Year-round eye care is essential to protect your vision from eye disease and injury. The autumn season is no exception; therefore, it helps to know what dangers to your eyes lurk in the crisp autumn air.
Avoid eye allergy symptoms such as red, swollen, itchy eyes, tearing, and sensitivity to light by minimizing your exposure to the air outside. Keep the windows in your home and vehicle closed, especially when the weather is damp and rainy.
Since late summer into fall is the season for weed allergies - particularly ragweed - keep windows closed during the early morning hours when weeds release pollen. If you like to let fresh air in from the outside, open windows for a while in the mid-afternoon when conditions are driest.
Autumn UV Danger
Shorter daylight hours are a sure sign of fall, but that doesn't mean you no longer have to shield your eyes from the UV rays of the sun. Wear sunglasses when you are outdoors, even on cloudy days when ultraviolet radiation can still get through. Like your skin, it's important to protect your eyes from UV exposure yearround.
Although age is a major risk factor for cataracts, research suggests that UV rays from the sun may contribute to getting cataracts. Benign growths on the eye, such as pinguecula and pterygium, also are related to exposure to the sun's UV rays.
Pinguecula is a yellowish spot on the conjunctiva, or clear mucous membrane that covers the front part of the eye. Although the condition doesn't affect your vision, it can develop into a pterygium - a pink, fleshy growth that can cause blurry vision if it grows over the cornea and covers your pupil.
While symptoms of a pterygium generally are mild, in rare cases, scarring on the cornea can occur. Severe scarring can lead to vision loss.
Cold and Flu Viruses
While fall is the start of the cold and flu season, hand washing helps prevent the spread of viruses and bacteria. If you touch or rub your eyes with hands contaminated with germs, you may end up with conjunctivitis. Also known as pink eye, conjunctivitis spreads easily, but symptoms usually are mild.
If your eye gets infected with a virus or bacteria, inflammation of the conjunctiva swell blood vessels, making the white of the eye look pink or red. Your eye may be watery and feel itchy or burning. Severe cases of pink eye can cause pain and blurred vision in the infected eye.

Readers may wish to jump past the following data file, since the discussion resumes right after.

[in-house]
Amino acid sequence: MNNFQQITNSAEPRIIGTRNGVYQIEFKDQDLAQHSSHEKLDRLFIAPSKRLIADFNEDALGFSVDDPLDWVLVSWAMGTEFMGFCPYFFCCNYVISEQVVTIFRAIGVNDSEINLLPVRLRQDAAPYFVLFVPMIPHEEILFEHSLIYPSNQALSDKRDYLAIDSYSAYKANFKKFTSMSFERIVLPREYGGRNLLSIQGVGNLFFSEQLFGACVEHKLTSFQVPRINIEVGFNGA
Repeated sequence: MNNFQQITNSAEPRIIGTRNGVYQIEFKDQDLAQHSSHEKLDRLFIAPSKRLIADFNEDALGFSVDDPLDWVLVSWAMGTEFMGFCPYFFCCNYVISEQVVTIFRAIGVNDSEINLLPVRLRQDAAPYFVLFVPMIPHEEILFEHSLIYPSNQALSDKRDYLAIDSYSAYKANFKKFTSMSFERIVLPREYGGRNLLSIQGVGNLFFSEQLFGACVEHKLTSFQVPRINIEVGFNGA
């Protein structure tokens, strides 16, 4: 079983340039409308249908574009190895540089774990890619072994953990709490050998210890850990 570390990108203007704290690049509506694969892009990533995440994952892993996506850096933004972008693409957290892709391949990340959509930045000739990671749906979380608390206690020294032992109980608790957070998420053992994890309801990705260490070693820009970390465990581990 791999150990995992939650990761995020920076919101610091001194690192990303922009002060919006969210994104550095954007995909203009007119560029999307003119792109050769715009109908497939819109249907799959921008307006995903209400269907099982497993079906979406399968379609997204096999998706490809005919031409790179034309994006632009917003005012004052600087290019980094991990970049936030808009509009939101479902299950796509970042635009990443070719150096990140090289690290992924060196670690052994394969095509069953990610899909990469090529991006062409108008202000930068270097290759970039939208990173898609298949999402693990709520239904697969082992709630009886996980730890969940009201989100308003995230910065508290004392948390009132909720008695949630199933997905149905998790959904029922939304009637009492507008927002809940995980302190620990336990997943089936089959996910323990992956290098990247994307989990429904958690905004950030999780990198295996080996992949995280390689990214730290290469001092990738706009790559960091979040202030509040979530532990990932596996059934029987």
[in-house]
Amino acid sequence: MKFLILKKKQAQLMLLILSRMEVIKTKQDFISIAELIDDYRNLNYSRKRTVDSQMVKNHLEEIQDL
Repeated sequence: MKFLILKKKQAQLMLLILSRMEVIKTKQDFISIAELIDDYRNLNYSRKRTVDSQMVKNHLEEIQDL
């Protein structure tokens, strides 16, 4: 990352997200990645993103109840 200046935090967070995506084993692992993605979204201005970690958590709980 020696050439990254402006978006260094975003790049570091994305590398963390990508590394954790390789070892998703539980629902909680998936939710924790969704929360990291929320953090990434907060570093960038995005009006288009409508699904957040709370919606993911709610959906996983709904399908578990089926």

Autumn-Related Eye Injuries
Make it a habit to wear safety goggles to protect your eyes when raking leaves and performing other yard cleanup chores this fall. Flying debris, including that propelled by power lawn equipment, can cause eye injury.
Dust, dirt, and debris that leaf blowers blow around can get in your eyes and scratch the cornea. A corneal abrasion is a common type of eye injury that can cause pain, light sensitivity, and blurred vision. Mild corneal abrasions usually heal within a day or two. However, deep abrasions can lead to permanent corneal scars, which may require a corneal transplant.
Falls are another common cause of serious eye injuries. Slipping and falling on wet leaves may result in a hard blow that can damage the eye or muscles within the eye socket. A severe injury can even break the bones around the eye.
Symptoms of an eye socket fracture vary depending on the severity and what part of the eye is involved but often include swelling, a black eye, and bleeding on the white of the eye. Blurry vision, double vision, or decreased vision can also occur in addition to trouble moving the injured eye up, down, or sideways.
Diets deficient in certain nutrients can lead to vision problems like cataracts and macular degeneration regardless of the season. Foods that contain vitamins A and C, lutein, zinc, and omega-3 fatty acids help improve eye health.
If you experience signs of vision problems related to these or other causes, contact Fraser Optical to schedule a full eye exam.